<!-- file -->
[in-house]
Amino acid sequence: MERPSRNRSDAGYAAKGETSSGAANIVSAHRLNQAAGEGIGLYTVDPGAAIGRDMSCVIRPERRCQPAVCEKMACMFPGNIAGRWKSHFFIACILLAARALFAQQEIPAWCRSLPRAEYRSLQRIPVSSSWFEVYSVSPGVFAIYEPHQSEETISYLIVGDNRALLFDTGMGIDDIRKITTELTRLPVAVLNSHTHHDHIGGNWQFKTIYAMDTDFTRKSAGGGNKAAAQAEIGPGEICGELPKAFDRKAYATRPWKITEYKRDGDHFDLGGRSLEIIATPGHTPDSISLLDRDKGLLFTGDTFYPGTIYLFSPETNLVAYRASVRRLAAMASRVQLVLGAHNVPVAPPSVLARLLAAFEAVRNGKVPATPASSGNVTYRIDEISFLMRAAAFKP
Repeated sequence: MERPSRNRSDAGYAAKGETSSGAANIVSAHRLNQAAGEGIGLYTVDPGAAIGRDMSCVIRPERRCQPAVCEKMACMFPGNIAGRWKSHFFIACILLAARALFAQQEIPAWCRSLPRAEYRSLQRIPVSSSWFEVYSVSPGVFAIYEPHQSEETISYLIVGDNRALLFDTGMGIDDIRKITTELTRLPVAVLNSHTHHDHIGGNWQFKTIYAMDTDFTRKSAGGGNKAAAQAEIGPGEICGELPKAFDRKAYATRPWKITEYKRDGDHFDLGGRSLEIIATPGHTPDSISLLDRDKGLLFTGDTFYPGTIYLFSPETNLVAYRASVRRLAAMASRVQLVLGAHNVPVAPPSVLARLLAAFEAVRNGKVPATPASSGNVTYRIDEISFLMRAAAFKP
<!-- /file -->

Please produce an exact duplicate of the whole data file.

[in-house]
Amino acid sequence: MERPSRNRSDAGYAAKGETSSGAANIVSAHRLNQAAGEGIGLYTVDPGAAIGRDMSCVIRPERRCQPAVCEKMACMFPGNIAGRWKSHFFIACILLAARALFAQQEIPAWCRSLPRAEYRSLQRIPVSSSWFEVYSVSPGVFAIYEPHQSEETISYLIVGDNRALLFDTGMGIDDIRKITTELTRLPVAVLNSHTHHDHIGGNWQFKTIYAMDTDFTRKSAGGGNKAAAQAEIGPGEICGELPKAFDRKAYATRPWKITEYKRDGDHFDLGGRSLEIIATPGHTPDSISLLDRDKGLLFTGDTFYPGTIYLFSPETNLVAYRASVRRLAAMASRVQLVLGAHNVPVAPPSVLARLLAAFEAVRNGKVPATPASSGNVTYRIDEISFLMRAAAFKP
Repeated sequence: MERPSRNRSDAGYAAKGETSSGAANIVSAHRLNQAAGEGIGLYTVDPGAAIGRDMSCVIRPERRCQPAVCEKMACMFPGNIAGRWKSHFFIACILLAARALFAQQEIPAWCRSLPRAEYRSLQRIPVSSSWFEVYSVSPGVFAIYEPHQSEETISYLIVGDNRALLFDTGMGIDDIRKITTELTRLPVAVLNSHTHHDHIGGNWQFKTIYAMDTDFTRKSAGGGNKAAAQAEIGPGEICGELPKAFDRKAYATRPWKITEYKRDGDHFDLGGRSLEIIATPGHTPDSISLLDRDKGLLFTGDTFYPGTIYLFSPETNLVAYRASVRRLAAMASRVQLVLGAHNVPVAPPSVLARLLAAFEAVRNGKVPATPASSGNVTYRIDEISFLMRAAAFKP